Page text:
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We are, I think, living in the golden age of beer in Los Angeles, an era when nearly any malty craving, no matter how recondite, can be satisfied. Are you partial to monk-made Trappist ales? In some parts of town they are easier to find than Miller Lite. Are you fond of bitter, obscure California IPAs? A snap. Is there that one beer you had in Berlin that time, which was slightly funky-tasting until the bartender poured raspberry syrup onto it, which seemed disgusting at the time but kind of wasn't? Not a problem. Would you like it in a bottle, or on draft? Hopheads, and they are legion, lurk among us, unseen and unnoticed, save for the faint whiff of malted barley that they wear like a favorite scarf.

Because as much as we would prefer to believe otherwise — at least those of us more interested in kitchens than in kegs — the gastropub thing has always been less about cured meats and goat cheese than about imperial stout, and no matter how fine an array of fried pig's ear, roast beets and organic butter lettuce with shaved asparagus may be on hand, or even a Father's Office cheeseburger, it is secondary to the noble produce of the taps.

Which brings us, I think, to Steingarten, the newest gastropub in L.A., a beer hall on a dry cleaner–intensive strip of Pico near Rancho Park, a dark-wood temple of hops in a big, clean space that used to house the restaurant Kay and Dave's.

Why is there a skylight? The better to admire the gleaming row of taps. There are long, wooden tables, a long bar and a quiet patio that fills up even when the rest of the restaurant is empty.

Why is there a bottle menu when everybody seems to be drinking draft beer? To display the kind of rarities and curiosities that make beer geeks swoon.

Open from lunch through dinner, pleasant for children, open very late on weekends, Steingarten is the kind of neighborhood bar that every neighborhood needs.

The first time I dropped into the restaurant, the patio seemed like a fine place to spend an afternoon: sunny but not too much, alive with the sound of burbling water, and relaxed, verging on sleepy. There were very good pretzels — warm, crackly, soft — served with hot mustard, pulled-pork sliders that tasted like pulled pork, and a Caesar salad that was of the pleasantly garlicky school rather than the animalistic anchovy bomb I prefer, but not bad.

I had a sandwich made with a dry, whitetail deer salami that tasted like the stuff Hickory Farms used to sell down at the mall, but was just fine on its slices of baguette. I had an IPA and a cold, sweet glass of Belgian ale. Conversation was good. There was a kind of cornmeal Hot Pocket stuffed with duck confit, and a big plate of what apple strudel would look like if it came in a flat pack from Ikea. Dusk came too soon.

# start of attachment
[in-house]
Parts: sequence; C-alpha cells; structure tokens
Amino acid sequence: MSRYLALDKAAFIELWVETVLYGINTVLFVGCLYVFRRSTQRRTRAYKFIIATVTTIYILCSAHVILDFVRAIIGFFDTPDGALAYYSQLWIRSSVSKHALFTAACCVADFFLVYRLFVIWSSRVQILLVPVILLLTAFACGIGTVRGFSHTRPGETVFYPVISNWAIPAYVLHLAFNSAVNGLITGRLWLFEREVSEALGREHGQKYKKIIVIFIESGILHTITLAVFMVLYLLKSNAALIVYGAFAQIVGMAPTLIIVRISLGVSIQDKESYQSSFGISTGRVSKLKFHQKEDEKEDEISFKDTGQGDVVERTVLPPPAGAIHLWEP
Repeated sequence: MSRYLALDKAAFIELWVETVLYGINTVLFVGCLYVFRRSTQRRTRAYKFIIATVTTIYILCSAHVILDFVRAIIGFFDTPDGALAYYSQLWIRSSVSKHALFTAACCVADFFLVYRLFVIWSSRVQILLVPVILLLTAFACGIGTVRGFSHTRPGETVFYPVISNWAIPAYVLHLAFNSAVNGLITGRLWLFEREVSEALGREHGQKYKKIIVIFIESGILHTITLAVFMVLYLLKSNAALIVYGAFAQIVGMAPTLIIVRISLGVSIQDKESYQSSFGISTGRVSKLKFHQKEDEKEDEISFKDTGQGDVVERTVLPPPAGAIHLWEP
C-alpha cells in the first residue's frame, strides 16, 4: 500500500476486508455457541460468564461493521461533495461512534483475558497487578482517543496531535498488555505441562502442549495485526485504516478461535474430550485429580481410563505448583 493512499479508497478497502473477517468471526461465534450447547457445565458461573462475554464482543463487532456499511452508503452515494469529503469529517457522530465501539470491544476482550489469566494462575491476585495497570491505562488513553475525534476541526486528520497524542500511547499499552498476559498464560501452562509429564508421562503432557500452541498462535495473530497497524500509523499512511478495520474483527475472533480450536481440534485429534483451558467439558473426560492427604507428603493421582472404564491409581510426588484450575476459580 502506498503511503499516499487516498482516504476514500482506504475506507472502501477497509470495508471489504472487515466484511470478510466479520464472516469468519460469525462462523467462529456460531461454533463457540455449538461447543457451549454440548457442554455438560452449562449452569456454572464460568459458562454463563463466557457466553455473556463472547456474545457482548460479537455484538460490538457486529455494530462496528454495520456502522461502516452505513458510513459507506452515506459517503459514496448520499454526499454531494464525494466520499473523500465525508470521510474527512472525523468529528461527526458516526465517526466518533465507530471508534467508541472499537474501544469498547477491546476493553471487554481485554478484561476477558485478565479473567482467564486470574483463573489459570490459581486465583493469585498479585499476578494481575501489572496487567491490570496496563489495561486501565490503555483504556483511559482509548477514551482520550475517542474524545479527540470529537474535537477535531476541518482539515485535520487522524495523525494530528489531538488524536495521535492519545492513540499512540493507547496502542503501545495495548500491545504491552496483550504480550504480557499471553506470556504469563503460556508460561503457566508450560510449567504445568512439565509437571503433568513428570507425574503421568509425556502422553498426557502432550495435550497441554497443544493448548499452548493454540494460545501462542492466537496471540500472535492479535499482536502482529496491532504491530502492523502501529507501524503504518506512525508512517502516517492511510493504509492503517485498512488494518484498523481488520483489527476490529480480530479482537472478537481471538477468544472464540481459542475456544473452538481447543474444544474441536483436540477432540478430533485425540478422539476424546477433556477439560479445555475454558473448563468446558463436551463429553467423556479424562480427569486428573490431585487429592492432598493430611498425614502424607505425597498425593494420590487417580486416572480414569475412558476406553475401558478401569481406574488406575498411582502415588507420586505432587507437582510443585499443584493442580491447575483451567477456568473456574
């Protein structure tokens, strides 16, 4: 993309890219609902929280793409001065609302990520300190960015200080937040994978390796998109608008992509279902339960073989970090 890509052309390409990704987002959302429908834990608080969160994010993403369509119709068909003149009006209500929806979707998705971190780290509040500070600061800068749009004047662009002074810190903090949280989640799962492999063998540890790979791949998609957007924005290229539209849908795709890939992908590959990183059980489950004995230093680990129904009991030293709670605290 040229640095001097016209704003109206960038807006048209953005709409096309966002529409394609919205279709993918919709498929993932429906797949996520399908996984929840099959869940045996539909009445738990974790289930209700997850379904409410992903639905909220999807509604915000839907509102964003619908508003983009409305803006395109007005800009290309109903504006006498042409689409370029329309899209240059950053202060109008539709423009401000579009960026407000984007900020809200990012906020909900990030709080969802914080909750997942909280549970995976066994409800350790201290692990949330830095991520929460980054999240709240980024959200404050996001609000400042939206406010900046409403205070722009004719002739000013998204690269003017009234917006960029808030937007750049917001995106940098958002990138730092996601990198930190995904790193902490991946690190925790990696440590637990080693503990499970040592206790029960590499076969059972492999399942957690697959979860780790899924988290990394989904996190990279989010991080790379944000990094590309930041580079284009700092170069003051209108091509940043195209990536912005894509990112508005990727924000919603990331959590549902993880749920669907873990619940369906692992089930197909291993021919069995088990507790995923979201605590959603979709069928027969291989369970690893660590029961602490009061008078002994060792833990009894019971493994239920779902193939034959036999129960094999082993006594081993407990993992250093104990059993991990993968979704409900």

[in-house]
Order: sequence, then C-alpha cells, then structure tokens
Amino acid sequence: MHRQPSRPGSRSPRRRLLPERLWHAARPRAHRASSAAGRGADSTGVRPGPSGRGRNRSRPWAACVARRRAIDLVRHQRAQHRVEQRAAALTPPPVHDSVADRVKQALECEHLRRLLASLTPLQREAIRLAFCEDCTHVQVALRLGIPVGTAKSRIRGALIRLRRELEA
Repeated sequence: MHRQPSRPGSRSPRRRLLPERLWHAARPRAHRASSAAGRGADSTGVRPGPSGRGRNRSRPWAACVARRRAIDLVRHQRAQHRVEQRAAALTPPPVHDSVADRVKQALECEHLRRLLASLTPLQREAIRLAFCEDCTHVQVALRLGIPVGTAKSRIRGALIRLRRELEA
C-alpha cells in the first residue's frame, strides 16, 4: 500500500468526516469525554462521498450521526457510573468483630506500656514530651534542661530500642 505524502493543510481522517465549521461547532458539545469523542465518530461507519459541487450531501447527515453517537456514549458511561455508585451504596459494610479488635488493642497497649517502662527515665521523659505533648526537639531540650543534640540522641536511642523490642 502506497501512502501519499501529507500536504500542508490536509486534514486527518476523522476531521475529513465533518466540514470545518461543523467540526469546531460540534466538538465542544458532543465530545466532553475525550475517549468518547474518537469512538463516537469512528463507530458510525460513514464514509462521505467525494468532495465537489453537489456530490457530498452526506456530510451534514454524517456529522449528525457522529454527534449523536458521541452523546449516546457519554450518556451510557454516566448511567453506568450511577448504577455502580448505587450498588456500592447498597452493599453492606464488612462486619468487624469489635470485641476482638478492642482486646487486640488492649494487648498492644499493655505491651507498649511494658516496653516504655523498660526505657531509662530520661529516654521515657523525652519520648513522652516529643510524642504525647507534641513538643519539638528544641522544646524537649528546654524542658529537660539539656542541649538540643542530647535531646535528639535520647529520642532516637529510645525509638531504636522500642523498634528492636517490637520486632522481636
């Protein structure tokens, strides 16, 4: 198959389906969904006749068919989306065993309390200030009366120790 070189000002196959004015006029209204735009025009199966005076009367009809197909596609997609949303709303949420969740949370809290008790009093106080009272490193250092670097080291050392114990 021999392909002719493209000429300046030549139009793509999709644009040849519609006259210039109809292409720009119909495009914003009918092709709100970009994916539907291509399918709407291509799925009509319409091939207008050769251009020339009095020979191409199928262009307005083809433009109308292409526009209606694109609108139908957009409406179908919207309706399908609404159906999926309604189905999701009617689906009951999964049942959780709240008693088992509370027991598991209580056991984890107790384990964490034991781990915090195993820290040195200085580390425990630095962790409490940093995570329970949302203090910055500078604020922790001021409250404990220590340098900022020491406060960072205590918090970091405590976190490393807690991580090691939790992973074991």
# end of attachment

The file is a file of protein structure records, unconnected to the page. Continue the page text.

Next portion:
Like most beer halls — or, more to the point, like Wurstküche downtown — Steingarten has a strong specialty in grilled sausages, the bratwurst and bockwurst and spicy Polish that ease down a strong, hoppy brew. Some of the odd sausages work — the duck and bacon is nice, and so is the wild boar — and others, like the mushy salmon sausage, do not. The lamb sausage, sort of a take on a merguez, is crisp-skinned and delicious; the bland Italian and dry rabbit sausages are beyond the abilities of even a high-alcohol barleywine to fix.

You can get three sausages to a platter if you want to share them with the table, or one in a bun if that's the way you roll. There are sauteed peppers with onions, a rather tart sauerkraut or sweet caramelized onions; sweet-potato fries or fries dusted with parmesan cheese; German potato salad or red cabbage slaw. As is standard at L.A. gastropubs, there is a maximalist burger, a half-pound of grass-fed beef on a big, soft bun, sluiced with things like charred tomatoes, caramelized onion and Brie.

Have a burger. But know that Steingarten exists mostly as a conduit between humanity and beer, at least to that slice of humanity for whom Pint Night exists as more than a concept, the people who become excited rather than terrified when they see the words Experimental Raspberry on a beer list.

Was I happy to fall into the restaurant on a night when the taps were taken over by New Belgium Brewing Company, to have the opportunity to taste rare and wondrous beverages called things like Ranger, Super Cru and Le Terroir? I was. But I'm not sure I was super-stoked to try the red, sour beer that tasted like the wringings of wet baby diapers. Even with an elk sausage in front of me, I have my limitations.

STEINGARTEN | 10543 W. Pico Blvd., West Los Angeles | (310) 441-0441 | | Open Mon.-Wed., noon to 11 p.m.; Thurs., noon to mid.; Fri.-Sat., noon to 1 a.m.; Sun., noon to 10 p.m. | AE, MC, V | Full bar | Street parking | Small bites and salads, $9-$11; sausages, $6.50-$7.50; burgers and sandwiches, $11-$15.

LA Weekly